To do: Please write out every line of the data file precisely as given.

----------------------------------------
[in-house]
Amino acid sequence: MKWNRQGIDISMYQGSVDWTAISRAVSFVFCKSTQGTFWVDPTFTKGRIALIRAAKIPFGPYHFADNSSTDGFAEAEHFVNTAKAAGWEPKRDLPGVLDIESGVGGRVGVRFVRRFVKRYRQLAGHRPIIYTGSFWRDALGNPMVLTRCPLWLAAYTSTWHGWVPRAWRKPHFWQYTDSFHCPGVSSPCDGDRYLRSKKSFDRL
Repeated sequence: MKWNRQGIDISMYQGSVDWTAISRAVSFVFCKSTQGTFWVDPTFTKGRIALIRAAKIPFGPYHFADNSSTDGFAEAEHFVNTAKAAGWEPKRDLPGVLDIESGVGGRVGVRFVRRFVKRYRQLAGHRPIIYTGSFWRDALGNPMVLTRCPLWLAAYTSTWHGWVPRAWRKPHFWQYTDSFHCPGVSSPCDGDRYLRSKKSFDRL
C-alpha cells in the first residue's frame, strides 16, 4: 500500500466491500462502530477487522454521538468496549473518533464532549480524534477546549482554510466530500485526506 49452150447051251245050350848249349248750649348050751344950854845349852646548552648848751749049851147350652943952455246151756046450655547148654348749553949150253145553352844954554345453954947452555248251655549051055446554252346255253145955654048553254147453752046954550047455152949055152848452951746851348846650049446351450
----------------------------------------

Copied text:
[in-house]
Amino acid sequence: MKWNRQGIDISMYQGSVDWTAISRAVSFVFCKSTQGTFWVDPTFTKGRIALIRAAKIPFGPYHFADNSSTDGFAEAEHFVNTAKAAGWEPKRDLPGVLDIESGVGGRVGVRFVRRFVKRYRQLAGHRPIIYTGSFWRDALGNPMVLTRCPLWLAAYTSTWHGWVPRAWRKPHFWQYTDSFHCPGVSSPCDGDRYLRSKKSFDRL
Repeated sequence: MKWNRQGIDISMYQGSVDWTAISRAVSFVFCKSTQGTFWVDPTFTKGRIALIRAAKIPFGPYHFADNSSTDGFAEAEHFVNTAKAAGWEPKRDLPGVLDIESGVGGRVGVRFVRRFVKRYRQLAGHRPIIYTGSFWRDALGNPMVLTRCPLWLAAYTSTWHGWVPRAWRKPHFWQYTDSFHCPGVSSPCDGDRYLRSKKSFDRL
C-alpha cells in the first residue's frame, strides 16, 4: 500500500466491500462502530477487522454521538468496549473518533464532549480524534477546549482554510466530500485526506 49452150447051251245050350848249349248750649348050751344950854845349852646548552648848751749049851147350652943952455246151756046450655547148654348749553949150253145553352844954554345453954947452555248251655549051055446554252346255253145955654048553254147453752046954550047455152949055152848452951746851348846650049446351450